The primary energy demand in operating an air conditioning system comes from the compression of refrigerant. The hotter the compressor receives the refrigerant from the process, the more energy is required for it to be forced through the condenser. Typically, an external chiller such as an air blast unit or open evaporative condenser is needed in order for it to become cold enough to absorb more heat from the process.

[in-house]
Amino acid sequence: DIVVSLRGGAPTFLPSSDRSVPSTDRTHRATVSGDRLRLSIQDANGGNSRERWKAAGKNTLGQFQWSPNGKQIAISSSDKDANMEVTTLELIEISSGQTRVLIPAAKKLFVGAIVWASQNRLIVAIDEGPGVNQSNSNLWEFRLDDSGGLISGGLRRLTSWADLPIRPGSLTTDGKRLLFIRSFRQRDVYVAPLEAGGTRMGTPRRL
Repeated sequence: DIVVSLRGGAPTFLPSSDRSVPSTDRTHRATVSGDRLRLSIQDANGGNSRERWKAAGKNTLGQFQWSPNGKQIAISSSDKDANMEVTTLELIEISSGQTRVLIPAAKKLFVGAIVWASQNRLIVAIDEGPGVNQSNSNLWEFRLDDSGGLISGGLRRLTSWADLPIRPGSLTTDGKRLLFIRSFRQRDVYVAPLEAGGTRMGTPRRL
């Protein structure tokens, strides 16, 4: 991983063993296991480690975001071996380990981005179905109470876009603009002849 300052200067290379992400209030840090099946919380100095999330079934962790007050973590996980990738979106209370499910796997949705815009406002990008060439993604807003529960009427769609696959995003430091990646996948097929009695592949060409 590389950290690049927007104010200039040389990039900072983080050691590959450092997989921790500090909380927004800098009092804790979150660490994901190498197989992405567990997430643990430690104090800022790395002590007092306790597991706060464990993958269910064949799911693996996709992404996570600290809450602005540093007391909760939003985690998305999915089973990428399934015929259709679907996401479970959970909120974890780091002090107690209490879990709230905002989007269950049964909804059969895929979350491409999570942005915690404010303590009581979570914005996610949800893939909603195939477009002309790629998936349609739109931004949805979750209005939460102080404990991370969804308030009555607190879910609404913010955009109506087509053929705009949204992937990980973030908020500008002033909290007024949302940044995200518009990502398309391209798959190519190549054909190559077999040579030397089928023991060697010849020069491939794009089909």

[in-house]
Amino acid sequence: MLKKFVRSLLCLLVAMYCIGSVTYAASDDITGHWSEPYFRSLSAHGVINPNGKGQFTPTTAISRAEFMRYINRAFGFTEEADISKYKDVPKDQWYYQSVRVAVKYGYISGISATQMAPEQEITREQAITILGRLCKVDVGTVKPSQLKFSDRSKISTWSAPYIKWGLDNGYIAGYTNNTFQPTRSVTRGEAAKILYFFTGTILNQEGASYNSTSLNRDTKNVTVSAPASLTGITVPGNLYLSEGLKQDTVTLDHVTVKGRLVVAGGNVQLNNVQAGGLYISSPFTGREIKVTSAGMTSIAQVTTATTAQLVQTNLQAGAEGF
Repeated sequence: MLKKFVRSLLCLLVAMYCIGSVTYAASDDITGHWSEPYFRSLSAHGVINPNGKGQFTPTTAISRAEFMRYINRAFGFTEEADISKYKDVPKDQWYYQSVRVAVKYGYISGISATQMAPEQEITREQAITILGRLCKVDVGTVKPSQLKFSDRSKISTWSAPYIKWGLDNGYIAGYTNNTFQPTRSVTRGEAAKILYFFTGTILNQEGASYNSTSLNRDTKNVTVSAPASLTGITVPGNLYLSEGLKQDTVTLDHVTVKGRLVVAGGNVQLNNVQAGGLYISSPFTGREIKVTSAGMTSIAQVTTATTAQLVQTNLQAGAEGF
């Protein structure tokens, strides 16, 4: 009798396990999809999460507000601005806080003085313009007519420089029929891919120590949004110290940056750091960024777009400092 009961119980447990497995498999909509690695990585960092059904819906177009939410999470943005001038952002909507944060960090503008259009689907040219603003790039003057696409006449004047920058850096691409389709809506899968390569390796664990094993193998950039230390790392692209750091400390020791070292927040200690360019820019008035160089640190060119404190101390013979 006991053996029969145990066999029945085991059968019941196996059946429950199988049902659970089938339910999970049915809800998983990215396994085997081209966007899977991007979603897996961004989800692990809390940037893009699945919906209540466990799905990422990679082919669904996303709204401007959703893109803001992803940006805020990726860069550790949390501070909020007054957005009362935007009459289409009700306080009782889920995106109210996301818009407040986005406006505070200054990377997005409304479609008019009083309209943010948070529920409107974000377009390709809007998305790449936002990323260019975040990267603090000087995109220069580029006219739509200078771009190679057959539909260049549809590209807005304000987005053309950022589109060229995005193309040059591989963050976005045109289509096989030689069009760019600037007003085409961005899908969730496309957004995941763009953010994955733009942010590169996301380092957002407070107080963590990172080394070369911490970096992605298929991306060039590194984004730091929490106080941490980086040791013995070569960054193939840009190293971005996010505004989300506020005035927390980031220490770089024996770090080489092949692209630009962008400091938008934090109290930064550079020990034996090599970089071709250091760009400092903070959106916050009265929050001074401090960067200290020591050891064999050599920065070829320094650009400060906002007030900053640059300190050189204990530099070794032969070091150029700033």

Where the refrigerant is not sufficiently cooled by the condenser, energy consumption increases as the refrigerant vapor pressure increases. It is essential for efficient air-conditioning operation that the condenser is able to easily reject heat through the heat exchange coils, and the cooling airflow. The coils must be free of dirt and debris in order to achieve this.